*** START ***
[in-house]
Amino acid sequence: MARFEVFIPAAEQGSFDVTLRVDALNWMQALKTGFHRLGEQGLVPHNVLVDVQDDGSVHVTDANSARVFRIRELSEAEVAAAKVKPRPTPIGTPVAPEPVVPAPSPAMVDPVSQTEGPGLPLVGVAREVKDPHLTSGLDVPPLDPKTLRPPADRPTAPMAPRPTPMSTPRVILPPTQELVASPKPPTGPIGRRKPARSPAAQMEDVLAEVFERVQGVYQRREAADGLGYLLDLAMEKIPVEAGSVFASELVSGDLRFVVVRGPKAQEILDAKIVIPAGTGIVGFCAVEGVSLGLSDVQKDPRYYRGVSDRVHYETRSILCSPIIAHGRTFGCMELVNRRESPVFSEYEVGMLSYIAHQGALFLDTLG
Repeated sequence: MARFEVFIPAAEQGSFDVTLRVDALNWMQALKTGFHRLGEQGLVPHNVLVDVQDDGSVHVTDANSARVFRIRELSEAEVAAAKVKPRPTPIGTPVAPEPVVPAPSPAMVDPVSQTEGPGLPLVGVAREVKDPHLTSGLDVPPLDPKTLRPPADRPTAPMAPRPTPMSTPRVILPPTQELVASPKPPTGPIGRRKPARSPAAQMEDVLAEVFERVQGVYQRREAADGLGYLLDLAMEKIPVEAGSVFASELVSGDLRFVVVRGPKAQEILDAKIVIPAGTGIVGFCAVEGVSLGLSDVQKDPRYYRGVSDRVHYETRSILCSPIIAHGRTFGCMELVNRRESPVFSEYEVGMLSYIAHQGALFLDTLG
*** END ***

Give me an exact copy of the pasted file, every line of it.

[in-house]
Amino acid sequence: MARFEVFIPAAEQGSFDVTLRVDALNWMQALKTGFHRLGEQGLVPHNVLVDVQDDGSVHVTDANSARVFRIRELSEAEVAAAKVKPRPTPIGTPVAPEPVVPAPSPAMVDPVSQTEGPGLPLVGVAREVKDPHLTSGLDVPPLDPKTLRPPADRPTAPMAPRPTPMSTPRVILPPTQELVASPKPPTGPIGRRKPARSPAAQMEDVLAEVFERVQGVYQRREAADGLGYLLDLAMEKIPVEAGSVFASELVSGDLRFVVVRGPKAQEILDAKIVIPAGTGIVGFCAVEGVSLGLSDVQKDPRYYRGVSDRVHYETRSILCSPIIAHGRTFGCMELVNRRESPVFSEYEVGMLSYIAHQGALFLDTLG
Repeated sequence: MARFEVFIPAAEQGSFDVTLRVDALNWMQALKTGFHRLGEQGLVPHNVLVDVQDDGSVHVTDANSARVFRIRELSEAEVAAAKVKPRPTPIGTPVAPEPVVPAPSPAMVDPVSQTEGPGLPLVGVAREVKDPHLTSGLDVPPLDPKTLRPPADRPTAPMAPRPTPMSTPRVILPPTQELVASPKPPTGPIGRRKPARSPAAQMEDVLAEVFERVQGVYQRREAADGLGYLLDLAMEKIPVEAGSVFASELVSGDLRFVVVRGPKAQEILDAKIVIPAGTGIVGFCAVEGVSLGLSDVQKDPRYYRGVSDRVHYETRSILCSPIIAHGRTFGCMELVNRRESPVFSEYEVGMLSYIAHQGALFLDTLG